• Train Lesson Plan for Middle Schoolers

Amtrak partnered with Google to create its interactive Track a Train tool. Here's how to use it in the classroom!

Train Lesson Plan for Middle Schoolers

Recently, together with Google, Amtrak launched a cool interactive tool that lets our customers track their train across the U.S. That’s also great news for teachers who are looking to bring their transportation lessons to life in the classroom. Did we mention, kids ride for half price?

We’ve created a cross-curriculum train lesson plan for middle school students requiring them to use the new Track a Train technology, critical thinking and team work to analyze train travel as an intermodal mode of transportation. Let’s get started!

Have students identify their hometowns on a U.S. map then have them visit our interactive route map to confirm Amtrak serves their community. If not, what other modes of intermodal transportation are available to get them to the closest Amtrak station?

Next, break the students into small groups and have them decide on a destination that’s at least two states away and accessible from their hometowns or nearest station. We have more than 500 destinations, so it might be hard to choose!

Have the small groups create an itinerary for their trip. Using the Track a Train technology, have them analyze whether they can catch today’s train or if they have missed it. Discuss the four compass directions, ensuring they know the direction their desired train is traveling. If they have missed a recent train, use our Amtrak route guides to decide when the next train is coming. When will they arrive at their destination? When can they return home? What speed is the train going?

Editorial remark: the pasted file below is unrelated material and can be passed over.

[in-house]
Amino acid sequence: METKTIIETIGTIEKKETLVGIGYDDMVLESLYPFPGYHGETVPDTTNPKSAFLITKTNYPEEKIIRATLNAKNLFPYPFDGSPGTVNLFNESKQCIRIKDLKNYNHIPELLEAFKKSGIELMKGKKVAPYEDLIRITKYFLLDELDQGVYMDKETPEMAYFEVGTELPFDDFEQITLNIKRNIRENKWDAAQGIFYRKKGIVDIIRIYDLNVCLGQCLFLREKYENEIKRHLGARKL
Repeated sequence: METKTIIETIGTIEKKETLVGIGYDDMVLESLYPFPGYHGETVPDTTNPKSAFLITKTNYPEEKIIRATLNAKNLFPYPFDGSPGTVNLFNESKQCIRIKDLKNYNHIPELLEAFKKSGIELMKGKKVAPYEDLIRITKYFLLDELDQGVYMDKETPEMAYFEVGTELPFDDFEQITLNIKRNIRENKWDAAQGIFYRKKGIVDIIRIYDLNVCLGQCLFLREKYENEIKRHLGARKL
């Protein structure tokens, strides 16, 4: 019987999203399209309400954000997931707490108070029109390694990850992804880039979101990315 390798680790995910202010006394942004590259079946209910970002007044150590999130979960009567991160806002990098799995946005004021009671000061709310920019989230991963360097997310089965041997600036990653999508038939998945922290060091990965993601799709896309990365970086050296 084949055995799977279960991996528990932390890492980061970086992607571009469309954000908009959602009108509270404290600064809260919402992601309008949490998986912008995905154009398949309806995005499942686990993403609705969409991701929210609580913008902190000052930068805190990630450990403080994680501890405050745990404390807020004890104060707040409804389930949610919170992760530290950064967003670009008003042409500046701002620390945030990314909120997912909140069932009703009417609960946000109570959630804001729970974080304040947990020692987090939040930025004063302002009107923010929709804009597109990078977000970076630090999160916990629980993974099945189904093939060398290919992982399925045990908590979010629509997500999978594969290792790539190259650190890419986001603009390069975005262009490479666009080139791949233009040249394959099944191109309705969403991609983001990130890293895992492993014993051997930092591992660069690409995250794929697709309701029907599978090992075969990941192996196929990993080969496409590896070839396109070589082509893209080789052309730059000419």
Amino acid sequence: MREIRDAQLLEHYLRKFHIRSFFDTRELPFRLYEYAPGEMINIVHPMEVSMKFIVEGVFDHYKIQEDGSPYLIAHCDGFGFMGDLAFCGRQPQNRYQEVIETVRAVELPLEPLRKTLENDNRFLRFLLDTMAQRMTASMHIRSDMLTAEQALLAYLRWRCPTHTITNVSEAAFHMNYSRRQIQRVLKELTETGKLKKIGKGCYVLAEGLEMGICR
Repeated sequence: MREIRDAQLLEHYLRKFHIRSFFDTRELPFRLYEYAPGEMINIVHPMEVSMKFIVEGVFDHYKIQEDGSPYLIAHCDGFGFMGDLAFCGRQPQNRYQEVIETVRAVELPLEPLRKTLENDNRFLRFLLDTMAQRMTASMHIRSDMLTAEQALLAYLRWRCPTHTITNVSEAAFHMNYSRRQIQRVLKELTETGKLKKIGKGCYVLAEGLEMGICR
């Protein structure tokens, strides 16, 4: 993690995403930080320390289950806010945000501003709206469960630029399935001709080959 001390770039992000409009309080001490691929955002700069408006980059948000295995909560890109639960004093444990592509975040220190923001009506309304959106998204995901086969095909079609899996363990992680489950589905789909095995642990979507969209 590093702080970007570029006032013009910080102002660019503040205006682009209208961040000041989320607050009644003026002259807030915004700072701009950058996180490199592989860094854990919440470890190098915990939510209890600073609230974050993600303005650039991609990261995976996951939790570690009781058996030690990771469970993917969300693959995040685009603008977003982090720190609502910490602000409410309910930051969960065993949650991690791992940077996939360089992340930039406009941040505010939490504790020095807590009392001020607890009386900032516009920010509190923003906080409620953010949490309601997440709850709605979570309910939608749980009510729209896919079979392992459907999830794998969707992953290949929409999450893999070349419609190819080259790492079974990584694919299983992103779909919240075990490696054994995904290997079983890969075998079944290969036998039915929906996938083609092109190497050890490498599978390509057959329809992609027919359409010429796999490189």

Based on what the students know about the American landscape, what scenery will they see out of the window of their train? Examples: farms and farm animals in the Midwest, oceans and seagulls along the coasts, cities and dense housing in the Northeast, etc.

At the end of their analysis, give the groups the opportunity to present their findings. The oral presentation should cover where the group “traveled” to and from, what modes of transportation were used, what they “saw” and how long the roundtrip would take.

Lead a group discussion on intermobility and rail connectivity. Ask the students to examine the Track a Train map to decide which regions have the most train traffic. Why might this be the case? What are the disadvantages of having certain areas receive more train service? What kind of intermodal solutions would solve this problem?

Key Terms

Direction (North, South, East, West): The course or path on which something is moving or pointing

Intermodal: Being or involving transportation by more than one form of carrier during a single journey

Transcontinental: Extending or going across a continent

Field Trip Opportunities

If all this train talk inspires you to take your students out of the classroom and onto the rails, you can make a request for group travel using our online group travel form. The best part? Kids 2-15 ride for half price!

What are some other creative ways to teach students about geography and math using train travel? Tell us in the comments below!


I use Amtrak data for a project that I assign for my Advanced Placement Statistics students and my Algebra 2 students.  The students must pick at least ten U.S. cities, at least half of which must be west of the Mississippi since we are near Philadelphia.  They then must find out how far those cities are from Philadelphia and the cost of a one-way Amtrak ticket to each city.  They then must create a scatter plot of distance versus train ticket cost.  My AP Stat students must create a linear regression model for predicting the cost of an Amtrak ticket based on the distance traveled and answer questions about the appropriateness and accuracy of their model.  Students must answer a series of questions interpreting their models in the context of the data.  I also give them some specific cities to see how well their model does at predicting the cost to each one.  I also have them find the cost of driving to each of their cities, based on what AAA says it costs to drive a car.

For my Algebra 2 students, I have them do something very similar, but not as involved or intensive.